Inanimate describes a non-living thing. Chairs, baseballs, sofa cushions and sadly, snowmen, are all inanimate objects.

We can break inanimate down into two Latin roots: in, which means “not,” and animatus, which translates to “alive.” So inanimate means simply, "not alive." That include things that are recently dead, things that were never alive to begin with, and things that simply look dead: A bear in hibernation may appear inanimate due to its decreased heart rate, but don’t be fooled — it’s very much alive.

Definitions of inanimate
  1. adjective
    not endowed with life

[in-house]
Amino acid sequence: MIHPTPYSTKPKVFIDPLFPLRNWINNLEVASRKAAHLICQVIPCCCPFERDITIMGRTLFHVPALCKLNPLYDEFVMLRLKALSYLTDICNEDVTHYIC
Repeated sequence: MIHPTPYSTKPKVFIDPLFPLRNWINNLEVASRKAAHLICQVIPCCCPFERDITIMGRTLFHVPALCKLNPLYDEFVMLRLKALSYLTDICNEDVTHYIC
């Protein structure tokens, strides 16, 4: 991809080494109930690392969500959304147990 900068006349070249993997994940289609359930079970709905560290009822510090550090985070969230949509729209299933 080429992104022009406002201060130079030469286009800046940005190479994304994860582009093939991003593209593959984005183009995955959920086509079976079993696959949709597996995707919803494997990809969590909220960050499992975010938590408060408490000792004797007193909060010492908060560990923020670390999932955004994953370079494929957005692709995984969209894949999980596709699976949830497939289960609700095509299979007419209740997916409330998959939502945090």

“the inorganic world is inanimate
    inanimate objects”
    synonyms: non-living, nonliving
    relating to the lack of consciousness of inanimate things
    see moresee less
    endowed with animal life as distinguished from plant life
  2. adjective
    appearing dead; not breathing or having no perceptible pulse
    “an inanimate body”
    synonyms: breathless, pulseless
    no longer having or seeming to have or expecting to have life
  3. adjective
    belonging to the class of nouns denoting nonliving things
    “the word `car' is inanimate
    see moresee less
    belonging to the class of nouns that denote living beings
Word Family